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Obama Says Today's Gop Would Reject Reagan


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Obama says today's GOP would reject Ronald Reagan

NY POST - Last Updated: 2:14 PM, April 3, 2012

WASHINGTON —President Obama said Tuesday Republicans want to enforce a "radical vision" on the nation, accusing the opposition party of moving so far to the right that even one of its beloved figures, Ronald Reagan, could not win a Republican presidential primary today.

In a blistering election-year critique, Obama sought to present himself to voters as the protector of the middle class and the leader of a Democratic Party that is willing to compromise in Washington. He singled out the front-runner for the GOP presidential nomination, Mitt Romney, for criticism and more broadly said Republicans had shifted from any reasonable debate on health care, debt reduction and the environment.

Republicans "will brook no compromise," Obama told news executives at the annual meeting of The Associated Press.

He cited a Republican presidential debate late last year when the entire field rejected the prospect of $10 in spending cuts for every $1 in tax increases as a means to lower the debt.

"Think about that. Ronald Reagan, who as I recall was not accused of being a tax-and-spend socialist, understood repeatedly that when the deficit started to get out of control that for him to make a deal he would have to propose both spending cuts and tax increases," Obama said. "He did it multiple times. He could not get through a Republican primary today."

Making his case for re-election, Obama said nation must restore a sense of security for hard-working Americans and stand for a government willing to help those in hard times. The Democratic president blasted Republicans by name and said the choice between the parties is "unambiguously clear."

Stirring anew the themes of his State of the Union speech, Obama said the central issue for the country is deciding whether it wants to give everyone a fair chance —with government as a tool to help do that —or whether it is content to let only the wealthy succeed.

Obama used his speech to paint his Republican rivals as protectors of a trickle-down economic philosophy that does not work. He spoke on the day that GOP presidential front-runner Romney was expected to move closer to seizing his party's nomination as voters went to the polls in Wisconsin, Maryland and the District of Columbia.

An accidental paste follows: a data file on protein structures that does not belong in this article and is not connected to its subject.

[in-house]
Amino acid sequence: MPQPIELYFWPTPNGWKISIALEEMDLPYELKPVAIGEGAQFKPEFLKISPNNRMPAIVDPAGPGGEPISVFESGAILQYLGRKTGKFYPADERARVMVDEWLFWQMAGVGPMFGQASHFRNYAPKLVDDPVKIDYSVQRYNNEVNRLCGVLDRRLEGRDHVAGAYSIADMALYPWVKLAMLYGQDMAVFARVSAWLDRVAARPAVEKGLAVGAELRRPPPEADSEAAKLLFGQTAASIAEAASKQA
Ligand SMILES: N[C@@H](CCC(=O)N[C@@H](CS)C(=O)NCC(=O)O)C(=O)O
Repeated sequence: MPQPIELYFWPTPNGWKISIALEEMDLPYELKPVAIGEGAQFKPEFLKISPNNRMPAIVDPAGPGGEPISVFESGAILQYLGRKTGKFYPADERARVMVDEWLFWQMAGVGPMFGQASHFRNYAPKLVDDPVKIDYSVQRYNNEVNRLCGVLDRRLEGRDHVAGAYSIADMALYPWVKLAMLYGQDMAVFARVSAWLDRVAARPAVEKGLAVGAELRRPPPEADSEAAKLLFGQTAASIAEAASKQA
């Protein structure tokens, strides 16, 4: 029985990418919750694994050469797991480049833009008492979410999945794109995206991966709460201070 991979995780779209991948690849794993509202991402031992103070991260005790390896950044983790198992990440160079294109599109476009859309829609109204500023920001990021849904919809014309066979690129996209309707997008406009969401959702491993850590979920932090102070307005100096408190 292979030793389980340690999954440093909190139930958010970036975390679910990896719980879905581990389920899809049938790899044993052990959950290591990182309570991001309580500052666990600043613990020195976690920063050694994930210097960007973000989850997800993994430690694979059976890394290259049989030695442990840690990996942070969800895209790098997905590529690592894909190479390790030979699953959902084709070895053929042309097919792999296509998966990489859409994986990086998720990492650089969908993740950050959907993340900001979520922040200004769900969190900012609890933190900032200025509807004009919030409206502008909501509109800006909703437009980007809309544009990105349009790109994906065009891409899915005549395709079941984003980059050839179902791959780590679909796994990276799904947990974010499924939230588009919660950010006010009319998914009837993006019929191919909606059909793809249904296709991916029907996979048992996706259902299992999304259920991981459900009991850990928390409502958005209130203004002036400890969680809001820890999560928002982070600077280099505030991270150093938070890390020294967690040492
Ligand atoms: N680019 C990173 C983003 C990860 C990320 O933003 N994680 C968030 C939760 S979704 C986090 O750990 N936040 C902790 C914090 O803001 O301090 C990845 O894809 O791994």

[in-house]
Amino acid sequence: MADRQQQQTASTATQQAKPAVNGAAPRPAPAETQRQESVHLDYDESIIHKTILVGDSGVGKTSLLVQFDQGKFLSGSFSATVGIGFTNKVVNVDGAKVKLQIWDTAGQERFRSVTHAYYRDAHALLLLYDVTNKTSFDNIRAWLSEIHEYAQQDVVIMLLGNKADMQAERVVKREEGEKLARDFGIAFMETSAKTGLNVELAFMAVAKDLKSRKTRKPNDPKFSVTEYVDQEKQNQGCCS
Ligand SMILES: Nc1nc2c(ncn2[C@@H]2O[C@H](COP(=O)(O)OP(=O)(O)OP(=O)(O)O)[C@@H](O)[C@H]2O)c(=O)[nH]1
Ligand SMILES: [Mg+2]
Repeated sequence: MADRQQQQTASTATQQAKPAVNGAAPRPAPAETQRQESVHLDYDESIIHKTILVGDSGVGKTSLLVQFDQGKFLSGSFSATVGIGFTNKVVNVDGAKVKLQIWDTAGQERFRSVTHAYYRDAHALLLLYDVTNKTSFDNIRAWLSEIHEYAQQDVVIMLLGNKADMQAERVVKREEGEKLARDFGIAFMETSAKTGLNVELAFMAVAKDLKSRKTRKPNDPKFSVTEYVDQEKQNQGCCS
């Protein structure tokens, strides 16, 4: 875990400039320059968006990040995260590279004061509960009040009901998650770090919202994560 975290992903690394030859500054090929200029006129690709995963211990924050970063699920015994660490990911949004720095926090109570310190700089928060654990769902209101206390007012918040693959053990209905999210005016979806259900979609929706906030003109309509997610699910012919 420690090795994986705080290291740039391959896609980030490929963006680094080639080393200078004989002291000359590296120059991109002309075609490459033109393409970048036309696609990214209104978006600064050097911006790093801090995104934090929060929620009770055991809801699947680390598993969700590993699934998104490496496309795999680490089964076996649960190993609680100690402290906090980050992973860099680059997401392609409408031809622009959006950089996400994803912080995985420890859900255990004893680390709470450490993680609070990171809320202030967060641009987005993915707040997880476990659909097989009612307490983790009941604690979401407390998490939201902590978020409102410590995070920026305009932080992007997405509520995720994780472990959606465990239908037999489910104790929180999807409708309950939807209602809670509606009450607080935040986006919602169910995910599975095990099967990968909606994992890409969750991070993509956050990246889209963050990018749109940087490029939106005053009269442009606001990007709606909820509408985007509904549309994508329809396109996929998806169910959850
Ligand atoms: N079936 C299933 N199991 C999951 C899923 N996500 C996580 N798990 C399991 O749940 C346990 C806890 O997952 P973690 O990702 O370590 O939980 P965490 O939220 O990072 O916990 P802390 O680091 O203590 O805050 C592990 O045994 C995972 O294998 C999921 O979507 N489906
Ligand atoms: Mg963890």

Obama directly challenged Romney for embracing a $3.5 trillion budget proposal led by Rep. Paul Ryan of Wisconsin that was approved by the House last week. Ryan's proposal aims to slash the federal deficit and reduce the size of government. It stands little chance in the Democratic-controlled Senate, yet Obama targeted it as a symbol of the Republican vision.

The president said that instead of moderating their views even slightly, the Republicans running Congress have "doubled down" and proposed a budget so far to the right it makes the "Contract With America" look like the "New Deal."

The Contract with America was the policy document that helped Republicans win the House in 1994 and propelled Newt Gingrich into the speakership. The New Deal was President Franklin Roosevelt's plan for pulling the nation out of the Great Depression.

Yet Obama also sought to buffer himself from criticism that he is a supporter of big government.

Speaking to publishers and editors, Obama said: "I believe deeply that the free market is the greatest force for economic progress in human history."

Obama went into a lengthy, point-by-point critique of the Ryan budget, showing what he said would be a perilous future for senior citizens, college students, people with disabilities and many other Americans. He condemned the GOP plan as a "prescription for decline."

"It's antithetical to our entire history as a land of opportunity and upward mobility for everybody who's willing to work for it, a place where prosperity doesn't trickle down from the top but grows outward from the heart of the middle class," he said.

Obama, in a speech at 12:30 p.m. ET before reporters and editors at a luncheon hosted by the Associated Press, will call the Republican plan a "Trojan Horse" that is "disguised as a deficit plan."

"It's antithetical to our entire history as a land of opportunity and upward mobility for everyone who's willing to work for it," the president will say, according to excerpts of his remarks released by the White House.

The president's own budget plan and economic vision have been under fire recently, particularly on the campaign trail, where Republican presidential hopefuls frequently accuse him of saddling the country with unnecessary debt that slows growth.

Administration officials pitched the speech as a follow to remarks the president gave in December in Osawatomie, Kan. There, he adopted a partisan and populist tone, saying it was "inexcusable" that some people can't get into the middle class and blaming Republicans for enabling irresponsibility with loose regulations.

Obama will continue that partisan tone, saying Republicans are attempting to "impose a radical vision on our country."